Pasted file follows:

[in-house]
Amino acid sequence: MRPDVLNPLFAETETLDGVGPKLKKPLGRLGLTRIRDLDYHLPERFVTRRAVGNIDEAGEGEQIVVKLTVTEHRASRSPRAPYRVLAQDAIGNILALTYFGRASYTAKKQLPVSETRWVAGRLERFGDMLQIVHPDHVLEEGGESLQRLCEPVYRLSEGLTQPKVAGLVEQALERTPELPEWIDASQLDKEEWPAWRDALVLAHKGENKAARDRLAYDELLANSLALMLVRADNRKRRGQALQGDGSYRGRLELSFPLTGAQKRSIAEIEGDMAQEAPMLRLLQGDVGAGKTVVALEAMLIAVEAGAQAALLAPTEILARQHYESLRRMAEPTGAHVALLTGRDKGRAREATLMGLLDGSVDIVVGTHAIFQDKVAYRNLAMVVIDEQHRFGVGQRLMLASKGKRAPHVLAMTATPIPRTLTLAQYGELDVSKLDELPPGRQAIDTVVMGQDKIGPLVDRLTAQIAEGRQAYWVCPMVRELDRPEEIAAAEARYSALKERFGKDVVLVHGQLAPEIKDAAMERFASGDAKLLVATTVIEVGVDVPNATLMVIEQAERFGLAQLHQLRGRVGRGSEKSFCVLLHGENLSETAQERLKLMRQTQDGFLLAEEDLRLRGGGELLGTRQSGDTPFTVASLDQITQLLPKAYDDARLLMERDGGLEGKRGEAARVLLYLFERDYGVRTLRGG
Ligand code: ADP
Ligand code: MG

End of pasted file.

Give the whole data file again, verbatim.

[in-house]
Amino acid sequence: MRPDVLNPLFAETETLDGVGPKLKKPLGRLGLTRIRDLDYHLPERFVTRRAVGNIDEAGEGEQIVVKLTVTEHRASRSPRAPYRVLAQDAIGNILALTYFGRASYTAKKQLPVSETRWVAGRLERFGDMLQIVHPDHVLEEGGESLQRLCEPVYRLSEGLTQPKVAGLVEQALERTPELPEWIDASQLDKEEWPAWRDALVLAHKGENKAARDRLAYDELLANSLALMLVRADNRKRRGQALQGDGSYRGRLELSFPLTGAQKRSIAEIEGDMAQEAPMLRLLQGDVGAGKTVVALEAMLIAVEAGAQAALLAPTEILARQHYESLRRMAEPTGAHVALLTGRDKGRAREATLMGLLDGSVDIVVGTHAIFQDKVAYRNLAMVVIDEQHRFGVGQRLMLASKGKRAPHVLAMTATPIPRTLTLAQYGELDVSKLDELPPGRQAIDTVVMGQDKIGPLVDRLTAQIAEGRQAYWVCPMVRELDRPEEIAAAEARYSALKERFGKDVVLVHGQLAPEIKDAAMERFASGDAKLLVATTVIEVGVDVPNATLMVIEQAERFGLAQLHQLRGRVGRGSEKSFCVLLHGENLSETAQERLKLMRQTQDGFLLAEEDLRLRGGGELLGTRQSGDTPFTVASLDQITQLLPKAYDDARLLMERDGGLEGKRGEAARVLLYLFERDYGVRTLRGG
Ligand code: ADP
Ligand code: MG